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Adult Caregivers Under-trained, Overwhelmed, Says Poll

Adults in the United States who are providing long-term care for aging relatives and friends have little training for their stressful roles.

Photo of Charlene Margot
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I read this article in the SF Chronicle this morning, and I found it very relevant to this Challenge. According to the article: 

"Adults in the United States who are providing long-term care for aging relatives and friends have little training for their stressful roles, but plenty of commitment, according to a poll.

The Associated Press-NORC Center for Public Affairs Research survey finds that caregivers don’t just give rides to the doctor and go shopping. Nearly half provide some kind of medical care, from changing bandages (30 percent) to inserting catheters or feeding tubes (6 percent).

Only 47 percent of those say they got most or all of the training needed for their often delicate tasks.

Despite all the challenges, more than 9 in 10 call their care-giving experience worthwhile, even if they also find it stressful (77 percent), and overwhelming (52 percent)."

http://www.sfchronicle.com/nation/article/Adult-caregivers-under-trained-and-overwhelmed-12256510.php

What is a provocation or insight that might inspire others during this challenge?

I think some kind of training for family caregivers would make the experience much more manageable. So often, parents shift quickly from able-bodied to needing regular care, whether as a result of a fall, illness, death of a spouse, etc. I find the article's main point to be very poignant: although caretaking is stressful, caregivers still find the experience worthwhile - "A labor of love."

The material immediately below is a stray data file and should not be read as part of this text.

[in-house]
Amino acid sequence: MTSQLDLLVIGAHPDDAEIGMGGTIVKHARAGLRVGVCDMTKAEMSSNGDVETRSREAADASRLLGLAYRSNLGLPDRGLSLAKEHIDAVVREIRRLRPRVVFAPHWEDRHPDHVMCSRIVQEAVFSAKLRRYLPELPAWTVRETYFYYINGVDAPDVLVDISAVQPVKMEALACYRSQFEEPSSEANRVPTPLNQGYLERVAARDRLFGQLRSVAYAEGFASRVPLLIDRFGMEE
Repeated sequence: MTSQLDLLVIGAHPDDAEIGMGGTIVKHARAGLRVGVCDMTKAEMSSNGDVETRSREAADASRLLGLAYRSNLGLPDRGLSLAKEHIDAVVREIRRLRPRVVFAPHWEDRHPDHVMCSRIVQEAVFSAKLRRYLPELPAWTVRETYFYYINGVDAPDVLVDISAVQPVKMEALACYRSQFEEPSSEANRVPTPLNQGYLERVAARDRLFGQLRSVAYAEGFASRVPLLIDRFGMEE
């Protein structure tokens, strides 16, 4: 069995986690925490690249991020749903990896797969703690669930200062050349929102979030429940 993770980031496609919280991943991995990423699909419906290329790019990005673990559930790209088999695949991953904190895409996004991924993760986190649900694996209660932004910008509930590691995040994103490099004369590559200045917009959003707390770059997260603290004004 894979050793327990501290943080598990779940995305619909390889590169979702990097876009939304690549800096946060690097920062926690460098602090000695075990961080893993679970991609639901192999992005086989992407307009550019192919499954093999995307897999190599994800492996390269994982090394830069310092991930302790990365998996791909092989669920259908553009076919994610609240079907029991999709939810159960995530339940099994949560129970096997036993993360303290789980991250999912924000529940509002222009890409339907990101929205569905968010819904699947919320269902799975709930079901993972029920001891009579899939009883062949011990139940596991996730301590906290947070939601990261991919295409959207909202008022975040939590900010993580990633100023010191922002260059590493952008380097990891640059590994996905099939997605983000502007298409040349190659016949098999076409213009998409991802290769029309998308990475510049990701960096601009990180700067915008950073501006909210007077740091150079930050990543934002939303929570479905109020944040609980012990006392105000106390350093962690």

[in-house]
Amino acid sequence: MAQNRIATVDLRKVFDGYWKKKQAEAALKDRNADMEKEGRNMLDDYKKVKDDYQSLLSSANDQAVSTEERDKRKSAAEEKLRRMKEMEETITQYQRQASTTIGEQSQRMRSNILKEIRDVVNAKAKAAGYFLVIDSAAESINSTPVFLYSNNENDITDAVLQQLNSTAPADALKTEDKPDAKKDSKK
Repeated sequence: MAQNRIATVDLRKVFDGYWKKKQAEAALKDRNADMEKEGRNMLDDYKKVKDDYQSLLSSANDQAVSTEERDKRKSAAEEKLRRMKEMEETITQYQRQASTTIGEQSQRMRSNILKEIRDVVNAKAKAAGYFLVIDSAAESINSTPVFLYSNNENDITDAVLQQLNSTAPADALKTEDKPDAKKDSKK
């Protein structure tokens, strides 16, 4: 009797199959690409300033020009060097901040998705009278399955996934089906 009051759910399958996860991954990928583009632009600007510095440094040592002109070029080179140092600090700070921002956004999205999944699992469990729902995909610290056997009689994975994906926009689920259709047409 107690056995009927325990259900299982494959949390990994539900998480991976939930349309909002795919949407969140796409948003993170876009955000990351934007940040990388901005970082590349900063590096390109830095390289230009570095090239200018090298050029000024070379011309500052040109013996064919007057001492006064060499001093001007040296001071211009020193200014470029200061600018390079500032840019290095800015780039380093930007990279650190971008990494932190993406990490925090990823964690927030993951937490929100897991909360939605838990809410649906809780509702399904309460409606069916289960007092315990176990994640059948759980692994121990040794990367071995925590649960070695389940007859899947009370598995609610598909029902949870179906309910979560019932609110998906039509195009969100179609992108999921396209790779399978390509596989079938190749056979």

Tell us about your work experience:

I'm a small business owner with work experience in education (parent/community) and design (interior). I've been an entrepreneur for 35+ years, just about to start a new business, The Parent Venture!

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Photo of Brittany Margot

Thanks for posting to the challenge! This is a really interesting article. What sort of trainings might be helpful for caregivers of dementia?

Photo of Charlene Margot

As a family member, I would suggest community-based training, easily accessible, and (hopefully) free of cost. Perhaps hosted at a local school, medical facility, library, church, or other public location? Alternatively, online social media like NextDoor would be an excellent way to organize training for caregivers. Neighbors could identify caregiving needs (dementia, stroke, etc), possible local training spaces, shared experiences, etc.

Photo of Susan

Yes, and I had also posted the same article via an online link. Having been a caregiver myself, I know that training is essential. I have provided both online webinars, as well as live workshops to family caregivers.

I wonder how the issues of reaching people, providing them respite so they can attend, and making the workshops either free or affordable might be addressed? I have a few ideas, but am interested in hearing those of others.

Also, how to make sure the content is in line with best practice and that the facilitators know what they're talking about?

I have a free webinar you might find interesting; it's here:

http://myalzheimersstory.com/2016/12/08/5-surefire-ways-to-stop-anger-and-aggression-in-people-who-live-with-alzheimers-disease-in-the-mid-and-later-stages/

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